Please take extra care when you are out and about.

Winter driving advice

Simple steps you can take to help you stay safe on the roads in wintry weather.

When snow or icy roads are forecast you should adjust your driving to suit the conditions. Black ice isn't always visible and so can be an even greater hazard for both motorists and pedestrians. Black ice may be formed when rain or drizzle fall on a road surface which is at a temperature below zero.

Antifreeze - check coolant level regularly and, if required, top-up with a mixture of the correct type of antifreeze. Your garage should check concentration to ensure adequate cold temperature protection.

Battery - the most common cause of winter breakdowns. A battery more than five years old may struggle in the cold. Get it checked and replaced if necessary to avoid the inconvenience of an unplanned failure.

Fuel - keep to at least a quarter of a tank in case of unexpected delays.

Lights  - check and clean all lights regularly to make sure you can see and be seen clearly. Carry spare bulbs.

Tyres - should have at least 3mm of tread for winter motoring. Consider winter tyres for improved safety. Check pressures at least every fortnight.

Windscreen - reduce dazzle from the low sun by keeping the screen clean inside and out.  Now is a good time to renew worn wiper blades.

Screen wash  - use a 50% mix of a good quality screen wash to reduce the chance of freezing in frosty weather.

Locks and door seals - stop doors freezing shut with a thin coat of polish or Vaseline on rubber door seals.  A squirt of water dispersant (WD-40) in locks will help stop them freezing.

Winter walking advice

It is important to wear sensible, sturdy shoes if you are walking in icy conditions. Boots and walking shoes often have thick rubber soles with good tred which make walking safer . Keep warm with hats, gloves and coats.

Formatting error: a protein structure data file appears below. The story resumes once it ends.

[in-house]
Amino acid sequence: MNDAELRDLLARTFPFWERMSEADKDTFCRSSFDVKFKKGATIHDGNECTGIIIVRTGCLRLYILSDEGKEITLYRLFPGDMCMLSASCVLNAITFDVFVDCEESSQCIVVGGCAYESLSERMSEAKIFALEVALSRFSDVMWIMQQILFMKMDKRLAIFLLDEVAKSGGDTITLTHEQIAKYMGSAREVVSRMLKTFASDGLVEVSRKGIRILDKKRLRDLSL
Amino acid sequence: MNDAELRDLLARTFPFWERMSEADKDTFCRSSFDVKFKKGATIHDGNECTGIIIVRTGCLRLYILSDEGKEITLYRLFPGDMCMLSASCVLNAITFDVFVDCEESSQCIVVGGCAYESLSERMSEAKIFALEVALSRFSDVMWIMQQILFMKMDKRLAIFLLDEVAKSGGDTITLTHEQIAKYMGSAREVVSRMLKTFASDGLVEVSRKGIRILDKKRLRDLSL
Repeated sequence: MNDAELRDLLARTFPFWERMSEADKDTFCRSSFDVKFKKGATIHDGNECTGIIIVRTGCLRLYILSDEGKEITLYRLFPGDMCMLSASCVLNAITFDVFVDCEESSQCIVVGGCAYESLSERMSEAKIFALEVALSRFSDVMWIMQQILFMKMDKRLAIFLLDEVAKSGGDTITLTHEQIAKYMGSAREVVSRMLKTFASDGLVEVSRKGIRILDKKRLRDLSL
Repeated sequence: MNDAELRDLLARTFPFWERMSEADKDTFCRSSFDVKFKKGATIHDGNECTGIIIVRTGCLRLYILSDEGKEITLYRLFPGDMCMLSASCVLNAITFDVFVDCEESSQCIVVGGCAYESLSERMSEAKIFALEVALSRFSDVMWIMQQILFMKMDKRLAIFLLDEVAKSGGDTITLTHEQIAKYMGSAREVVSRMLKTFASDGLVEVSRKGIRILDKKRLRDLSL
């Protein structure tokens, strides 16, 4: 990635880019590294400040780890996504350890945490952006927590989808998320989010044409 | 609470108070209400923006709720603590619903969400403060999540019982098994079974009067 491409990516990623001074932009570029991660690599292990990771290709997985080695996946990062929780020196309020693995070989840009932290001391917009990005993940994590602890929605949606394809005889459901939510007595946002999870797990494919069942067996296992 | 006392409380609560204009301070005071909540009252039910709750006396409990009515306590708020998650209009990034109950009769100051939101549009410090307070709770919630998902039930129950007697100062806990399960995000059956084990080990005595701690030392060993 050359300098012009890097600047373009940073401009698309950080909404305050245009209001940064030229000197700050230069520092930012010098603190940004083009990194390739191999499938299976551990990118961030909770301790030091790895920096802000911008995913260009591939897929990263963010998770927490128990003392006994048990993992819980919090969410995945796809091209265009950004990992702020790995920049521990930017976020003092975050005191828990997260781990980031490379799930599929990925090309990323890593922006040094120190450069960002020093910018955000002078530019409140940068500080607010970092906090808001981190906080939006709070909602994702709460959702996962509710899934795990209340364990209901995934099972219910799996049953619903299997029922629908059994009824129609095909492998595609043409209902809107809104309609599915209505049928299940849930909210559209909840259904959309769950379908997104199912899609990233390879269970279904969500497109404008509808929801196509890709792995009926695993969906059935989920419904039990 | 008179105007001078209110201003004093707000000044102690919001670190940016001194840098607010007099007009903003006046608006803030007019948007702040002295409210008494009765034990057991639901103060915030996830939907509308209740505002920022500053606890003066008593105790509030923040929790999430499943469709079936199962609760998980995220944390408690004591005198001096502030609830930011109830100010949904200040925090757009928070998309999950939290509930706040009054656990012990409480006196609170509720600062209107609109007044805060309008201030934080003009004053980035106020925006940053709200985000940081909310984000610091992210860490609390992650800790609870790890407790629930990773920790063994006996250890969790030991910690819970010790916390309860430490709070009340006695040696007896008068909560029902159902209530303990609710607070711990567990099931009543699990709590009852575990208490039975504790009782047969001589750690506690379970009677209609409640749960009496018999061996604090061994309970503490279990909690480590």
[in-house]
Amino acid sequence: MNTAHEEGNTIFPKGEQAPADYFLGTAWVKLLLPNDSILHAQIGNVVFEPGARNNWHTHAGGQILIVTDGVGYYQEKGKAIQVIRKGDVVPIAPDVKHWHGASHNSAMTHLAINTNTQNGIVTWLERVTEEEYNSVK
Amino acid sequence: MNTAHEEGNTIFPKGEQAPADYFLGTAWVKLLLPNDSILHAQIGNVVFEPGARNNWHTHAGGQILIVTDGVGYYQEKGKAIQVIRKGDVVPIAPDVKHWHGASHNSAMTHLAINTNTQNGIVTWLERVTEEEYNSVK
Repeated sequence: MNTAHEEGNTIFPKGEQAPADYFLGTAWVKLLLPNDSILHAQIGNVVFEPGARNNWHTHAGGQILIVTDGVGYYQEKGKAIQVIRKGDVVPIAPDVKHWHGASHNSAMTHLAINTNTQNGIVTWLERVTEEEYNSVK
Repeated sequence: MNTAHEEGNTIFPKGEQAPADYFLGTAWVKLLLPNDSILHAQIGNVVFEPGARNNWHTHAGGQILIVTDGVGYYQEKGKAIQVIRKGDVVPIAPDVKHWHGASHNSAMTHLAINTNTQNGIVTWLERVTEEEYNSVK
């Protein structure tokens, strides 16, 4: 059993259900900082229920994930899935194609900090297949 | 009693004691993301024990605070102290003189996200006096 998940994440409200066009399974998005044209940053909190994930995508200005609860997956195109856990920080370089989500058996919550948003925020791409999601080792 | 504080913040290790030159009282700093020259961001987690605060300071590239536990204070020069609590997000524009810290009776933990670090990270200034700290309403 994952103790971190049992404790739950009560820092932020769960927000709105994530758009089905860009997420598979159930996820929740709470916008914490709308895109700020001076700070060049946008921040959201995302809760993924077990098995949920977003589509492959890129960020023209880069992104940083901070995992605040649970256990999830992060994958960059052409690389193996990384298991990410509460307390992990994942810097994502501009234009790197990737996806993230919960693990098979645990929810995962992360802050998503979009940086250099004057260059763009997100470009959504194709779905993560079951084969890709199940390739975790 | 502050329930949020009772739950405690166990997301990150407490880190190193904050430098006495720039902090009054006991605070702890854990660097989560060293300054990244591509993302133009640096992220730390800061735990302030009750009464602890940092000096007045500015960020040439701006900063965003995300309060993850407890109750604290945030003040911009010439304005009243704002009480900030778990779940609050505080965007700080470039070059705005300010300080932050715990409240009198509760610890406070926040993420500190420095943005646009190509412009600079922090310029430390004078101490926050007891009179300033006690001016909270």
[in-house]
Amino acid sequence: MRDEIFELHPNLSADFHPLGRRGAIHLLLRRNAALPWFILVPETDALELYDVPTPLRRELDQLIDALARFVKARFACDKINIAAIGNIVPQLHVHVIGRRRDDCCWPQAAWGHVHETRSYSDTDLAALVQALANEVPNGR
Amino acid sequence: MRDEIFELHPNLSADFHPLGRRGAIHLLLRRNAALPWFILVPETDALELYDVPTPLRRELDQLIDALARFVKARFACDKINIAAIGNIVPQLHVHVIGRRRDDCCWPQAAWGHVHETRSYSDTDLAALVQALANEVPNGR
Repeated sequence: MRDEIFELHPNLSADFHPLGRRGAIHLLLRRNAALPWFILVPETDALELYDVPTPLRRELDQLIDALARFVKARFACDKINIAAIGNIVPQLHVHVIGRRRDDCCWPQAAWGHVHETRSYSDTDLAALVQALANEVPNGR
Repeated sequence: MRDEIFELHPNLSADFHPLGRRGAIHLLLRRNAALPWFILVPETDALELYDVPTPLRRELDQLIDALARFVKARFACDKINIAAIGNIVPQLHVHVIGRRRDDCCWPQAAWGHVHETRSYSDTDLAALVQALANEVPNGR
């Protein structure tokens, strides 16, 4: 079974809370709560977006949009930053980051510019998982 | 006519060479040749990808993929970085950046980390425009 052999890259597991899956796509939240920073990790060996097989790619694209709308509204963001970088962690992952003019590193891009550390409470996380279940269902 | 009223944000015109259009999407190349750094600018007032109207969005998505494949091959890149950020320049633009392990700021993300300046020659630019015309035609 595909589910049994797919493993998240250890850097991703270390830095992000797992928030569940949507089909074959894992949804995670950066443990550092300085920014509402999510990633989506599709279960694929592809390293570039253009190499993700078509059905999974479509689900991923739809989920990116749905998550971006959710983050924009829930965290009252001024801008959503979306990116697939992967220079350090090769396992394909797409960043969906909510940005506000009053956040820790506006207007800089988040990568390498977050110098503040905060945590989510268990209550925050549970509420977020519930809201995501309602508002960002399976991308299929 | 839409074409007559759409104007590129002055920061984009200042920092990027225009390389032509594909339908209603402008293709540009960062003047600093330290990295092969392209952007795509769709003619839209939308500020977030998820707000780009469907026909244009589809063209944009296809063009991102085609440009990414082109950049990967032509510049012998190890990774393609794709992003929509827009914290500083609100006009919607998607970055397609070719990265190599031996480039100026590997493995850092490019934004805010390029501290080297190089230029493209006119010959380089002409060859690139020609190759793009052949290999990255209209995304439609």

Stay warm and well

Keeping warm over the winter months can help you stay well.

Those aged over 65 and suffering from a disability or a long-term health condition such as heart, lung or kidney disease are more vulnerable to becoming ill in cold weather.

Last winter (2012/13) in the UK, there were 31,000 deaths linked to the cold weather.

Government's advice on reducing cold-related illness includes:

  • Try to keep your home warm. Keep your main living room at around 18-21°C (65-70°F). If you can’t heat all the rooms you use, heat the living room during the day and the bedroom just before you go to sleep. You can also use a hot-water bottle or electric blanket (but not both at the same time) to keep warm while you're in bed.
  • Eat well. Food is a vital source of energy, which helps to keep your body warm. Try to make sure that you have hot meals and drinks regularly throughout the day and keep active in the home if you can.
  • Wrap up warm, inside and out. Layer your clothing to stay warm and wear shoes with a good grip if you need to go outside. If possible, stay inside during a cold period if you have heart or respiratory problems.
  • Check on older neighbours or relatives to make sure they're safe and well. Make sure they're warm enough, especially at night, and have stocks of food and medicines so they don't need to go out during very cold weather. If you're worried about a relative or an elderly neighbour, contact your local council or ring the Age UK helpline on 0800 00 99 66.